The group which calls itself the Namibian unemployed registered nurses says the foreign nurses working in Namibian hospitals should understand, and terminate their contracts.
In a press statement more than 300 unemployed nursing graduates have given the foreign nurses employed by the government until 30 July 2018 to resign.
“It is difficult for a qualified nurse to spend more than seven months without practising as this will lead to forgetting, and clinical negligence at work,” the group said in the statement signed by group spokesperson Junius Shilunga.
He said this was a collective decision, and that the move to ask foreign nurses to quit should not be looked at as them being anti-pan-Africanist.
By last August, 314 foreign nurses were working in Namibia out of 714 foreign professionals, according to the health ministry.
The aggrieved nursing graduates were not absorbed into the health sector after the government froze posts in April this year because of the cuts in the national budget.
To accommodate Namibian nurses, the government also said it would not renew foreign nurses’ contracts that were due to expire by 1 September 2017.
Health minister Bernard Haufiku has, however, backed down on the decision not to renew foreign nurses’ contracts.
He told the media on 17 May that the decision announced by his former permanent secretary Andreas Mwoombola last year dishonoured an agreement Namibia had signed with Kenya and Zimbabwe.
Shilunga, however, said by renewing foreign nurses’ contracts, the government had maintained its position of leaving hundreds of young Namibian nurses on the street.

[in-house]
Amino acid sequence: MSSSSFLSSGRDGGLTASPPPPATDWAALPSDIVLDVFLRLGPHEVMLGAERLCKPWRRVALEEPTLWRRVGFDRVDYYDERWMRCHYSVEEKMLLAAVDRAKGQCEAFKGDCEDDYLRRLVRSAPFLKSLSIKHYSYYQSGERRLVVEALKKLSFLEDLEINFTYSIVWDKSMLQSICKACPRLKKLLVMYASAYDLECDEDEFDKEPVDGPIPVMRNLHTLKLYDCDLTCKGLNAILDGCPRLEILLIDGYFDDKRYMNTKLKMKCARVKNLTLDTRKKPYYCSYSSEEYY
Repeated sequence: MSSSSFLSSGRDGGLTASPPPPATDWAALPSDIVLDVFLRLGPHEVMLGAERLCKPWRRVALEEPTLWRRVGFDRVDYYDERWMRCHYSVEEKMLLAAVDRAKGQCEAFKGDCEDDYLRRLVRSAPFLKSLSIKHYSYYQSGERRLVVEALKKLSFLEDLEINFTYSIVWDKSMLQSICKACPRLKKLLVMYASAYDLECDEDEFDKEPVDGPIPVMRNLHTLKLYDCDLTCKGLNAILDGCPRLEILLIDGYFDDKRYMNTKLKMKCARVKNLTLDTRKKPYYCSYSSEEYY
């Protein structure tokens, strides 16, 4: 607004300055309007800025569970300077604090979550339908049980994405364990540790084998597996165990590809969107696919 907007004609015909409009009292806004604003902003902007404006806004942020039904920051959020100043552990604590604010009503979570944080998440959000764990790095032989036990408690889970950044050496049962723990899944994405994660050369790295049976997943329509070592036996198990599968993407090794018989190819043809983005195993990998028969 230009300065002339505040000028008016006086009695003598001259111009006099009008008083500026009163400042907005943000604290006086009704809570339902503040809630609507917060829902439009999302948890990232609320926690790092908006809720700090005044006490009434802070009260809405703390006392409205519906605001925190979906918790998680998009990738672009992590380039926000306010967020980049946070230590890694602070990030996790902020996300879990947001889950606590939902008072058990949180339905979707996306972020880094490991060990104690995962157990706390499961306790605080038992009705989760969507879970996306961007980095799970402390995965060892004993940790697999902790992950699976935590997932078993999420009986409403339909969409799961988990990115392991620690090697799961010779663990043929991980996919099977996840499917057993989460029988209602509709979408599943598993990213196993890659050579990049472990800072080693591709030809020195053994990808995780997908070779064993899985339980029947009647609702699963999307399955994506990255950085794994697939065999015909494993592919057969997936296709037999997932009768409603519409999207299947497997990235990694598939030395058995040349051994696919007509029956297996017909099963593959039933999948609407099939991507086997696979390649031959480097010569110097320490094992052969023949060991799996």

He added that despite telling the nation that they had frozen nursing posts, the health ministry was recruiting secretly, and they have proof that the Windhoek Central Hospital and the Katutura Intermediate Hospital hired nurses last month.
The unemployed nurses also want to know the criteria used to recruit nurses last month to fill positions which were not even advertised to the public.
“It is also critical to note that should our concerns not be taken seriously as outlined in this release, we will approach young Namibian lawyers for legal help to probe further into these matters,” he threatened.
The Namibian reported last month that 32 foreign nurses could not get their certificates of good standing to enable them to leave since they had secured jobs in other countries.
The group’s spokesperson further told The Namibian that they will not reveal their plan of action at this stage, but will wait for the foreign nurses to quit their jobs.
Mr Shilunga called on President Hage Geingob to intervene in the matter, which has crippling effects on the future of the healthcare sector in the country.
A foreign nurse from Zambia, who worked at a hospital in the north, told The Namibian that she was still waiting for the good standing certificate from the Health Professions Council of Namibia so she can leave.
She added that her contract ended this week but says she cannot apply anywhere else without the letter.
“People (foreign nurses) want to leave but the papers aren’t ready,” she said.